Today I decided to record my electric drill. It was on a list of “things i need to record”. Power tools make some great sounds with all sorts of textures and frequencies. I captured the sound of the drill in stereo at a variety of speeds. I also got the sound of switching the drill from forward to reverse. Afterward I chopped it up into a percussive loop and ran it through beat repeat to get a nice mechanical loop going.
Beat repeat has pitch decay setting that incrementally lowers the pitch of repeated slices, which you can hear in the piece. I also maximized the chance settings to increase the likelihood of repeats happening and the variation setting to vary the length of the slices used in the repetition.
In my last post I explained how I rein in random processing behaviors to get the results I’m after. A good processor for randomizing audio is Ableton Live’s Beat Repeat. Beat Repeat effortlessly duplicates the once tedious process of repeating small chunks of a sample to get stuttering effects, but also has parameters to randomize the repetitions in a variety of ways.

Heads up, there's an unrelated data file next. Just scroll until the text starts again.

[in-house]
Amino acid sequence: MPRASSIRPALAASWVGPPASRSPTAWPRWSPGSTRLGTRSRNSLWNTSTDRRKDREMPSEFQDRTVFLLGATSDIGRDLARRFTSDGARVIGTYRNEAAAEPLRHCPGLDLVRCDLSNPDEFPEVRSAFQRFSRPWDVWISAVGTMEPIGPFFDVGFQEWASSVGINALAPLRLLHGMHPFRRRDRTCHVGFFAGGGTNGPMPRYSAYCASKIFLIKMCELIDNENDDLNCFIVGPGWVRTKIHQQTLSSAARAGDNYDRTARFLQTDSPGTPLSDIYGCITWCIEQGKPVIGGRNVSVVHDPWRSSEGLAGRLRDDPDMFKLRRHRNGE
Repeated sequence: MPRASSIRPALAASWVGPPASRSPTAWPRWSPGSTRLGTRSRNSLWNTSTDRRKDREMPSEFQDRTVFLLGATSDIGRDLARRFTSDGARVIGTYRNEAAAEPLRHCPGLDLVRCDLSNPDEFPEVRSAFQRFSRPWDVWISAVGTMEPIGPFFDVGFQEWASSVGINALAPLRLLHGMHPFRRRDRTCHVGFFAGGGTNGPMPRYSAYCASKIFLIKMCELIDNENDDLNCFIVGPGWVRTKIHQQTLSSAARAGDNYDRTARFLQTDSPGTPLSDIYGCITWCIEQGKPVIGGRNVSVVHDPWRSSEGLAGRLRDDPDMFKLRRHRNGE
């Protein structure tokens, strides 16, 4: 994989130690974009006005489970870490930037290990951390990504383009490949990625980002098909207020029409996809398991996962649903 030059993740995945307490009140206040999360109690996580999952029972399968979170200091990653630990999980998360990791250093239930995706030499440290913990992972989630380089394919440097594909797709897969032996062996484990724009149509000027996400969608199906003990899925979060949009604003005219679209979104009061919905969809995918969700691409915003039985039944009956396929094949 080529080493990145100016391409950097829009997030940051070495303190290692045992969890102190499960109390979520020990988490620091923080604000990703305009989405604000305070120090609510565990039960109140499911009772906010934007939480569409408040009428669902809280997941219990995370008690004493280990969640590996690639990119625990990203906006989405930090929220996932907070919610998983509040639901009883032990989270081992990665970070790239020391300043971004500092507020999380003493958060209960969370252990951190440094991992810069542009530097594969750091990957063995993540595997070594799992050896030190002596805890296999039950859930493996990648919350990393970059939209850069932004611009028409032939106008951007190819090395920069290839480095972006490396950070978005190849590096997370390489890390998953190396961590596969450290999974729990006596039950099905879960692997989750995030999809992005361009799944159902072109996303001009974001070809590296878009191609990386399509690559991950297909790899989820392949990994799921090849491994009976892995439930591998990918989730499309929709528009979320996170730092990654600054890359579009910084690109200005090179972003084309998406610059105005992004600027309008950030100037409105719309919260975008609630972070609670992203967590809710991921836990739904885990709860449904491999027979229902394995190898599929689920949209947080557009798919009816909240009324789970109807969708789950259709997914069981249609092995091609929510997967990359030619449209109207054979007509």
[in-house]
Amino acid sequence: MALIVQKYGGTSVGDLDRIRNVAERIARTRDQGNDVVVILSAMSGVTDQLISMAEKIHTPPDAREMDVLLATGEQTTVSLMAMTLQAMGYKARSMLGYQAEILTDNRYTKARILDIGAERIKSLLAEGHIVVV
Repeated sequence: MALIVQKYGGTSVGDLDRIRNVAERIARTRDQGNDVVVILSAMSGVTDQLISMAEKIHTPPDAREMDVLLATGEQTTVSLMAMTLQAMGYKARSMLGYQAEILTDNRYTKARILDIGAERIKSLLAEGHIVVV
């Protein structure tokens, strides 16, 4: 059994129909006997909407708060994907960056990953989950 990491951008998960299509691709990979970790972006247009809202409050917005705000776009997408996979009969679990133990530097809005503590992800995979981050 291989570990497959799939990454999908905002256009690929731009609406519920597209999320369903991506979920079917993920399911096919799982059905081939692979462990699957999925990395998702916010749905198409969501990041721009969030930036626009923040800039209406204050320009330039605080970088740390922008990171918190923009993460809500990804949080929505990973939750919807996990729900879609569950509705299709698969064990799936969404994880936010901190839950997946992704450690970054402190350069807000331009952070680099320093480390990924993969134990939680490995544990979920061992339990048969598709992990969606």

For the Rhodes solo in “Six Weeks” I wanted to scramble my performance in some way to match the “broken” drum programming. Beat Repeat was the ticket, but I couldn’t get a complete take that fit well with the rest of the piece. If you look at the image you can see that the solo is made up of fifteen separate regions of audio. These are all abstracted from specific renders of the performance through Beat Repeat. After rendering the audio several times I selected specific phrases and organized them in a way that enhanced the dynamics of the piece, creating a hybrid. Listen to the solo by itself and then to hear it in context play the full track at 2:54.